In my last blog I noted that so far this year we had been lucky not to have had any fires up in our hills. The hillsides are dry and like tinderboxes and fire at this time of year is what everyone dreads.
Well that all changed on Wednesday 7th September when at about 5pm I heard the rumble of fire planes overhead and noticed smoke billowing up from the valley opposite our house, pouring up above the ridge of the hills. Within seconds it spread to our valley and all we could do was stand and watch in horror.
Before long there were massive flames and the fire took hold in our valley consuming everything in its path and the glow from the valley opposite could be seen as dusk fell.
People living in the houses dotted along this hillside must have been terrified as for some the flames were closing in on their homes.
In the last few weeks we have had huge hot winds blowing in from the coast that have caused their own destruction in our garden. Had the wind got up as it had the night before the outcome would have been very different for our valley.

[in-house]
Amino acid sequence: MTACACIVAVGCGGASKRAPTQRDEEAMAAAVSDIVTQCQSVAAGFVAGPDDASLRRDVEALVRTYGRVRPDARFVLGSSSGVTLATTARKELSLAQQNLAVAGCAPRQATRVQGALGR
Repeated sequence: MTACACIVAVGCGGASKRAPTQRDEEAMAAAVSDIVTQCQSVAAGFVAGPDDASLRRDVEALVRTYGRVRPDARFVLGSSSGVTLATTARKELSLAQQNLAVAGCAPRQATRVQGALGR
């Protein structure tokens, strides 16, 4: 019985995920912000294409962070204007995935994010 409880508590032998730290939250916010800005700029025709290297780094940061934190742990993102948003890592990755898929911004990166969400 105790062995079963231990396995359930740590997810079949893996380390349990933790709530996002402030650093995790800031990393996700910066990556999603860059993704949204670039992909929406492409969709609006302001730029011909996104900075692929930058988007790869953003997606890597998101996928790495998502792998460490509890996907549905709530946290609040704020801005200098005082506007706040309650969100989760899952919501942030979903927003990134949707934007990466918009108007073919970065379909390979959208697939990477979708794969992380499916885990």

Usually the wind blows from the sea in the south up our valley to the mountains above but on Wednesday night it was blowing the other way keeping the fire at the top of the hills.
The heroic men and women of the Vigili del Fuoco fought to keep the fire from encroaching further down the hillside as had it spread it was easy to see how the entire valley would have been engulfed.
Through the night everyone was awake and watching the fire but we were so very lucky that the wind did not change direction.
Whenever the wind got up the flames just exploded but we were lucky that it was blowing away from our valley, our homes and our olive trees.
By 4.00 a.m. the fire was pretty much contained at the top of the hills and then as dawn broke the helicopters and fire planes returned dumping vast quantities of water on the fires to put it out.
The next morning the smell of burnt land was overpowering. People ventured out and there was a strange tension in the air.
The fire services worked all day yesterday damping down and putting out the last of the fires. Even now two days later they are still flying through the valley dumping water on the telltale signs of smoke rising from hot spots that are still smouldering.
We are all so thankful to our emergency services who fought throughout the night to keep us safe.
Our thoughts are with those in neighbouring valleys who were not so lucky and lost their homes and olive trees. The authorities have told us the fires were lit by arsonists.